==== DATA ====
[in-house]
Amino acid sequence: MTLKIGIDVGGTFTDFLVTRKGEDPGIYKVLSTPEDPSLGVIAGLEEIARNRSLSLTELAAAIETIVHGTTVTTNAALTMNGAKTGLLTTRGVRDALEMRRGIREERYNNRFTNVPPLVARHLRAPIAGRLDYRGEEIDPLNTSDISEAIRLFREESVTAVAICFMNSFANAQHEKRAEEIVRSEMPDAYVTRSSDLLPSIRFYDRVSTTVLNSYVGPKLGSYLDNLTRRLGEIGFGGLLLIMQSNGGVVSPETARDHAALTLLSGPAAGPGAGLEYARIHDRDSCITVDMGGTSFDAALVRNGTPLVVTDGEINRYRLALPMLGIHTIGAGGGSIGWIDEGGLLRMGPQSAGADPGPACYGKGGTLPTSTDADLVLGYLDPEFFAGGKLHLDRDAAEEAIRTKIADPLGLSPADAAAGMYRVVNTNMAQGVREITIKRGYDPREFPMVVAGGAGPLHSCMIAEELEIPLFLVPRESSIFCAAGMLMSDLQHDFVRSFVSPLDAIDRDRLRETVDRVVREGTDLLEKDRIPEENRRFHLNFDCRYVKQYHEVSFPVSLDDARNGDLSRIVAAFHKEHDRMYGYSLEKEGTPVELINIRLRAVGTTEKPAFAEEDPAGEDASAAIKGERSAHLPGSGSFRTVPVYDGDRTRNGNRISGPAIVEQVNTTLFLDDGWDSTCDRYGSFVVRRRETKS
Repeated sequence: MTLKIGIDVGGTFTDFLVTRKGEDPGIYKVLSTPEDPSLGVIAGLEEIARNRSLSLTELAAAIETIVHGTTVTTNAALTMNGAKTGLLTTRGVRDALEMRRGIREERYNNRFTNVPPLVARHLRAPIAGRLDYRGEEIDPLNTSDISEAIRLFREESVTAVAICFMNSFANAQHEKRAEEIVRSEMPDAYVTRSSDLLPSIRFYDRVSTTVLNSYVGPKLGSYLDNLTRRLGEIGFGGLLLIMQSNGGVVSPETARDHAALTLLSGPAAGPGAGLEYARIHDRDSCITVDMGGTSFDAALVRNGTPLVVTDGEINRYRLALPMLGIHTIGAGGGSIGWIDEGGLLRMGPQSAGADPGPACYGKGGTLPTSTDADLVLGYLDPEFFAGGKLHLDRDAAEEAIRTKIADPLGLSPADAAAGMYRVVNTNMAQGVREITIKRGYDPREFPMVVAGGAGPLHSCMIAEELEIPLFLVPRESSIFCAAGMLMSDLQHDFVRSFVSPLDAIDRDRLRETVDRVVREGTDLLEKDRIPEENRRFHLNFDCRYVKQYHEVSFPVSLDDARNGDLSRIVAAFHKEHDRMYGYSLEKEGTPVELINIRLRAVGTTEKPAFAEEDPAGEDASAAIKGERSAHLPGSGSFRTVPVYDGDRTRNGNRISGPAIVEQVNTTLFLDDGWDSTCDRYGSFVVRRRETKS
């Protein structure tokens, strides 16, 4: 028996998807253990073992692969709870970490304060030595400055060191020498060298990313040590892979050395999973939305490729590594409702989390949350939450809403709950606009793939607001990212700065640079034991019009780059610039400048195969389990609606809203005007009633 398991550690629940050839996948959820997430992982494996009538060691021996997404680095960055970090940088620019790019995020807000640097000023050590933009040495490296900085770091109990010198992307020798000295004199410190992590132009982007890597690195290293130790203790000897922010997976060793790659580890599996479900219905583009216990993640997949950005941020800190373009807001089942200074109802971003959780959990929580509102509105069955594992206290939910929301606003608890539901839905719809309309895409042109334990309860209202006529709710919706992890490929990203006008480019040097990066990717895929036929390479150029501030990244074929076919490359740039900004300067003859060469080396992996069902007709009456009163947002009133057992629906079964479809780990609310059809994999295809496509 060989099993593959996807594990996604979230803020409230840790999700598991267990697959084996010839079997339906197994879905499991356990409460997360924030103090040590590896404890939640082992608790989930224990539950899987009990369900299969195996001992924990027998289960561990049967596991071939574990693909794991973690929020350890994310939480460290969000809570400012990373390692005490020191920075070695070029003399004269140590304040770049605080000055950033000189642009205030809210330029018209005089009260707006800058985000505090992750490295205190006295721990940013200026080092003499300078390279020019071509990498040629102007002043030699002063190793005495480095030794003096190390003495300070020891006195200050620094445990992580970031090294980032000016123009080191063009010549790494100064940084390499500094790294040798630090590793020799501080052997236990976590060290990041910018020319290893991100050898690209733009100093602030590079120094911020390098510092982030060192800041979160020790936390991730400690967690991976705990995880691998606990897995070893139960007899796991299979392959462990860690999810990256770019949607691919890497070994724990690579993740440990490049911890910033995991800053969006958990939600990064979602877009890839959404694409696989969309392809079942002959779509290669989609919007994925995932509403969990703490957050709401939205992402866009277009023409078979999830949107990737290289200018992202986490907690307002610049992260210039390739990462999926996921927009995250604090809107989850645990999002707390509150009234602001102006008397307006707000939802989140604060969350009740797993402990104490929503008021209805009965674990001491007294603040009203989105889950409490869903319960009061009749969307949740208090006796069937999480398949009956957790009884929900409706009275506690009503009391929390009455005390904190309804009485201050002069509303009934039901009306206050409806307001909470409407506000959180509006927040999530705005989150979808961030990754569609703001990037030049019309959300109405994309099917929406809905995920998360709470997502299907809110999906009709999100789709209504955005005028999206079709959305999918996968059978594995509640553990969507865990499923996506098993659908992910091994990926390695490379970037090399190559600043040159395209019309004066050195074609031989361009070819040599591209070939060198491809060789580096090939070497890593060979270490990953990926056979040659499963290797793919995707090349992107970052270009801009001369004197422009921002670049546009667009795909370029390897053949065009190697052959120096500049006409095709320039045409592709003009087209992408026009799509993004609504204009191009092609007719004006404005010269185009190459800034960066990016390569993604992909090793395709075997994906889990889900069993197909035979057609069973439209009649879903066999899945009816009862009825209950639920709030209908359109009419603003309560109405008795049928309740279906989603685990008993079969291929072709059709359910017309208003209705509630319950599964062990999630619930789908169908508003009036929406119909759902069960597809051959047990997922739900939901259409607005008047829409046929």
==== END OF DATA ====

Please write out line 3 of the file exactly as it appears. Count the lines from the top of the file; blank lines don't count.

Repeated sequence: MTLKIGIDVGGTFTDFLVTRKGEDPGIYKVLSTPEDPSLGVIAGLEEIARNRSLSLTELAAAIETIVHGTTVTTNAALTMNGAKTGLLTTRGVRDALEMRRGIREERYNNRFTNVPPLVARHLRAPIAGRLDYRGEEIDPLNTSDISEAIRLFREESVTAVAICFMNSFANAQHEKRAEEIVRSEMPDAYVTRSSDLLPSIRFYDRVSTTVLNSYVGPKLGSYLDNLTRRLGEIGFGGLLLIMQSNGGVVSPETARDHAALTLLSGPAAGPGAGLEYARIHDRDSCITVDMGGTSFDAALVRNGTPLVVTDGEINRYRLALPMLGIHTIGAGGGSIGWIDEGGLLRMGPQSAGADPGPACYGKGGTLPTSTDADLVLGYLDPEFFAGGKLHLDRDAAEEAIRTKIADPLGLSPADAAAGMYRVVNTNMAQGVREITIKRGYDPREFPMVVAGGAGPLHSCMIAEELEIPLFLVPRESSIFCAAGMLMSDLQHDFVRSFVSPLDAIDRDRLRETVDRVVREGTDLLEKDRIPEENRRFHLNFDCRYVKQYHEVSFPVSLDDARNGDLSRIVAAFHKEHDRMYGYSLEKEGTPVELINIRLRAVGTTEKPAFAEEDPAGEDASAAIKGERSAHLPGSGSFRTVPVYDGDRTRNGNRISGPAIVEQVNTTLFLDDGWDSTCDRYGSFVVRRRETKS